Small Fish

In his new book, David and Goliath, Malcolm Gladwell theorizes that sometimes conditions traditionally perceived as disadvantageous can actually be advantageous.  At first glance a fight between David and Goliath is a no-brainer.  Goliath is a giant who can crush the tiny shepherd with nary a thought, right?  Maybe not.   We initially fail to consider David’s speed, agility, and resourcefulness.  The small shepherd used the disparity in size to his advantage – to fight Goliath on his own terms, not the giant’s.  The book goes on to ponder the good that can come out of other less than desirable circumstances like large class size, dyslexia, being the underdog going into a game, and even losing a parent.  All of Gladwell’s chapters present fascinating data in a new light, but one chapter in particular stayed with me.  In this chapter, Gladwell tells the story of a woman, who while growing up, wanted a career in the sciences.  Through grade school, middle school, and high school she excelled in math and science, but when college rolled around something interesting happened.  She floundered.  She registered, attended, and studied for college-level science courses and she could not hold her own.  After a few semesters she completely changed her track, dropped the science classes, and ultimately majored and obtained a degree in a completely different field.  Why the change?  This woman who wanted to be a scientist for as long as she can remember, who admittedly still dreams of what could have been had she stayed the course, succeeded in the field she loves until she got to college and then everything fell apart.  The reason for the change, Gladwell theorizes, is this woman’s choice of college.  Instead of choosing a large state school, she chose to attend an Ivy League university.  And with that choice she went from being a very big (successful) fish in a small pond, to a very small fish in a very big pond.  Was she still smart and driven?  Sure, but no more so than everyone else around her.  She didn’t stand out at Brown or have the feelings of success or accomplishment that she would have enjoyed had she attended a school with a less prestigious student body.  When she looked around her organic chemistry class she felt inferior for the first time in her life.  Would she be a scientist today if she went to the University of Maryland instead of Brown?  Probably.  In her case, attending an Ivy League school, something almost all of us think of as being an advantage, turned out to be a disadvantage.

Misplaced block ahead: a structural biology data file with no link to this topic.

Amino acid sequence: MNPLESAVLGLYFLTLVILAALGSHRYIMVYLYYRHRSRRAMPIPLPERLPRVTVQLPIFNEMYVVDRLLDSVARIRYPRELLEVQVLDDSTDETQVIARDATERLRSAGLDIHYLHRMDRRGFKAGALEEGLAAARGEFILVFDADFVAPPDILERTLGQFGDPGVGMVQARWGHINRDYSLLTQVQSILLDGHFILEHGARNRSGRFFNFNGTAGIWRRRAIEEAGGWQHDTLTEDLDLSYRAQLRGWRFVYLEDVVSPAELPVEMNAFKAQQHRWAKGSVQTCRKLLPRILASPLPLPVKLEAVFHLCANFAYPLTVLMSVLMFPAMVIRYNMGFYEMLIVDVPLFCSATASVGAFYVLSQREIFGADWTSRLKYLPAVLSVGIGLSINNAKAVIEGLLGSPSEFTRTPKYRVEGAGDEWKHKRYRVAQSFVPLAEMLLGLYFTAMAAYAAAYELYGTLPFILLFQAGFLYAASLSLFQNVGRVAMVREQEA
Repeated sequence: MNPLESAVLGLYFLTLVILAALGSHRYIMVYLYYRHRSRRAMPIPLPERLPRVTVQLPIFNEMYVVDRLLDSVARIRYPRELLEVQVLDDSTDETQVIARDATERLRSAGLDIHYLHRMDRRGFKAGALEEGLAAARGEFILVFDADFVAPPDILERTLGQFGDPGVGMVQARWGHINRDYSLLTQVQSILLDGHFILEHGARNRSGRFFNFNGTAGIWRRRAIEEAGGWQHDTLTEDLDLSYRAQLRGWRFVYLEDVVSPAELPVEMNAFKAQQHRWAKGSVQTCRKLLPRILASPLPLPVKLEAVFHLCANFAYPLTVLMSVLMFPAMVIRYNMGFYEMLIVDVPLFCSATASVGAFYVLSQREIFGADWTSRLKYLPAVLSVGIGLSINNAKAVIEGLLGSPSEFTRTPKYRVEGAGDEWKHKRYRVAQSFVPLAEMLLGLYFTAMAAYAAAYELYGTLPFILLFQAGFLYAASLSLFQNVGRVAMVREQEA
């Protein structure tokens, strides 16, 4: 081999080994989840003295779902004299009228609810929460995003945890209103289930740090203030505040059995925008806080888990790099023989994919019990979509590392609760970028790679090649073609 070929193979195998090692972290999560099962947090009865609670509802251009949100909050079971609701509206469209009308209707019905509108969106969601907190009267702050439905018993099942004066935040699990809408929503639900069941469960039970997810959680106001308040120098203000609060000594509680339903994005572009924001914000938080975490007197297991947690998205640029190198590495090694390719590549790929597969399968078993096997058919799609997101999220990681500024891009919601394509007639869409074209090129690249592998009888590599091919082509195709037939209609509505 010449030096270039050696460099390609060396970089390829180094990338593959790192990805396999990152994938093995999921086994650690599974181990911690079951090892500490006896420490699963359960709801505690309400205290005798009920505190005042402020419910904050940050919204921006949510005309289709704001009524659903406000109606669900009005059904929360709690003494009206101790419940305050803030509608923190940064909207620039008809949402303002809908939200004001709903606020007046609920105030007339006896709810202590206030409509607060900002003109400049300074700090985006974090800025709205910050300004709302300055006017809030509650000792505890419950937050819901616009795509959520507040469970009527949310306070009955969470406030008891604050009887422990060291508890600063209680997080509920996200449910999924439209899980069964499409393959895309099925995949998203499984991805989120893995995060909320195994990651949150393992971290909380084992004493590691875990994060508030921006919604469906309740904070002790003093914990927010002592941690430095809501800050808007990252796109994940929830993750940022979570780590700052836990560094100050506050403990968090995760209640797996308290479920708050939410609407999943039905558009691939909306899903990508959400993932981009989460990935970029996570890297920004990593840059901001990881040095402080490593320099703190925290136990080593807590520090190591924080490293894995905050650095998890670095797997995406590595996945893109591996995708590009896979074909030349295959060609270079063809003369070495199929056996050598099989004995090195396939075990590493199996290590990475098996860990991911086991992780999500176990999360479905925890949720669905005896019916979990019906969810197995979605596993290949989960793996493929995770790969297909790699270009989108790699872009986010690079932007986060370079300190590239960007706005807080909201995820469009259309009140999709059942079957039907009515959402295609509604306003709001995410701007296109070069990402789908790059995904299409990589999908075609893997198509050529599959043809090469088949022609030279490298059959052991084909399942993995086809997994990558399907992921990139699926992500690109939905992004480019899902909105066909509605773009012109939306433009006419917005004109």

This season, I, like the woman Gladwell introduced to us, went from being a big fish in a small pond to being a small fish in a very very big pond.  This change was not lost on me.  Going into the 2013 season I was quite worried that I wouldn’t be able to handle the stress or the expectations of racing as an elite athlete.  My first race as a professional triathlete, the women’s pro field included Leanda Cave, Mirinda Carfrae, ITU superstars, and past Ironman champions.  Not only was I worried about my race, I was worried about my performance compared to these women’s performances.  I was worried about my swim, my bike, my run, and my ego.  Going into 2013, I thought it would be fun to race as a professional for a year – experience the perks, rub shoulders with the big dogs, check the box, and move on with life.  Not surprisingly I found myself toward the middle or bottom of many race results.  Surprisingly, even though my ego took a hit, my spirit wasn’t dampened.  Unlike the woman in Gladwell’s book, as the season went on, I became more emboldened, more motivated.  I might have been a small fish, but I was a small fish with big dreams.  After competing in nine half ironman distance races and qualifying for Worlds 70.3, I decided to add one more race to the 2013 calendar – Ironman Florida.  The last time I did an Ironman I was burnt literally and figuratively.  Soon after the race I told my coach that the full distance wasn’t for me and I would never toe the line at one of these races again.  But racing my heart out this season as a small fish changed something. I wasn’t going to let anything intimidate me – not a pro start list, not a hurtful comment, not one bad race, and certainly not a race distance.  The result?  A huge PR.  In Florida I covered 140.6 miles in nine hours and thirty-eight minutes.  (I am happy with the time but never ever satisfied.)

Changing ponds can be pretty amazing… And this small fish?  She’s gettin’ bigger.

My good side... Bringing it home.

My good side…
Bringing it home in Panama City.

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